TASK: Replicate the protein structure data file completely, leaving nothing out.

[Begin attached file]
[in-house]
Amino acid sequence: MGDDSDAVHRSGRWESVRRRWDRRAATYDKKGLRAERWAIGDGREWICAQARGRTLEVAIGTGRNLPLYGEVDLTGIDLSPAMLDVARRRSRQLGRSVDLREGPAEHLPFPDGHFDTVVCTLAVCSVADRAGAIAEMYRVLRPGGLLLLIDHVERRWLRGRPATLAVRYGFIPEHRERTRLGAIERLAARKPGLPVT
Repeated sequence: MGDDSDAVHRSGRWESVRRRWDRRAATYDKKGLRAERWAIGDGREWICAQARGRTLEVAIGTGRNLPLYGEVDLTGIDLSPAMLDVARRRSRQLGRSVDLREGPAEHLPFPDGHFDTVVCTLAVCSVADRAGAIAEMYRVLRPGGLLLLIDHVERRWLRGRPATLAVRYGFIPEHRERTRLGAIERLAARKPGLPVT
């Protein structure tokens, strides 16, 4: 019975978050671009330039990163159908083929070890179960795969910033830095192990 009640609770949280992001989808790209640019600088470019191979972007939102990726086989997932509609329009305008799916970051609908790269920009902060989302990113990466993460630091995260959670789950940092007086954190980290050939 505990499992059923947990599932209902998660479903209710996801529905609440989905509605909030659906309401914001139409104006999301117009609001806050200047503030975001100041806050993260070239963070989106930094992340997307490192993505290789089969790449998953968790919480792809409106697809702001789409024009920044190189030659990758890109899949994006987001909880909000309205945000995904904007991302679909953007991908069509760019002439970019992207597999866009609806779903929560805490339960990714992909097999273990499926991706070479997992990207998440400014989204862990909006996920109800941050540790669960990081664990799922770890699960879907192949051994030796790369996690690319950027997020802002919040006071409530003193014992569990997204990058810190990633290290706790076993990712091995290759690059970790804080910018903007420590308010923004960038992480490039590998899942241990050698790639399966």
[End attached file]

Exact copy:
[in-house]
Amino acid sequence: MGDDSDAVHRSGRWESVRRRWDRRAATYDKKGLRAERWAIGDGREWICAQARGRTLEVAIGTGRNLPLYGEVDLTGIDLSPAMLDVARRRSRQLGRSVDLREGPAEHLPFPDGHFDTVVCTLAVCSVADRAGAIAEMYRVLRPGGLLLLIDHVERRWLRGRPATLAVRYGFIPEHRERTRLGAIERLAARKPGLPVT
Repeated sequence: MGDDSDAVHRSGRWESVRRRWDRRAATYDKKGLRAERWAIGDGREWICAQARGRTLEVAIGTGRNLPLYGEVDLTGIDLSPAMLDVARRRSRQLGRSVDLREGPAEHLPFPDGHFDTVVCTLAVCSVADRAGAIAEMYRVLRPGGLLLLIDHVERRWLRGRPATLAVRYGFIPEHRERTRLGAIERLAARKPGLPVT
């Protein structure tokens, strides 16, 4: 019975978050671009330039990163159908083929070890179960795969910033830095192990 009640609770949280992001989808790209640019600088470019191979972007939102990726086989997932509609329009305008799916970051609908790269920009902060989302990113990466993460630091995260959670789950940092007086954190980290050939 505990499992059923947990599932209902998660479903209710996801529905609440989905509605909030659906309401914001139409104006999301117009609001806050200047503030975001100041806050993260070239963070989106930094992340997307490192993505290789089969790449998953968790919480792809409106697809702001789409024009920044190189030659990758890109899949994006987001909880909000309205945000995904904007991302679909953007991908069509760019002439970019992207597999866009609806779903929560805490339960990714992909097999273990499926991706070479997992990207998440400014989204862990909006996920109800941050540790669960990081664990799922770890699960879907192949051994030796790369996690690319950027997020802002919040006071409530003193014992569990997204990058810190990633290290706790076993990712091995290759690059970790804080910018903007420590308010923004960038992480490039590998899942241990050698790639399966």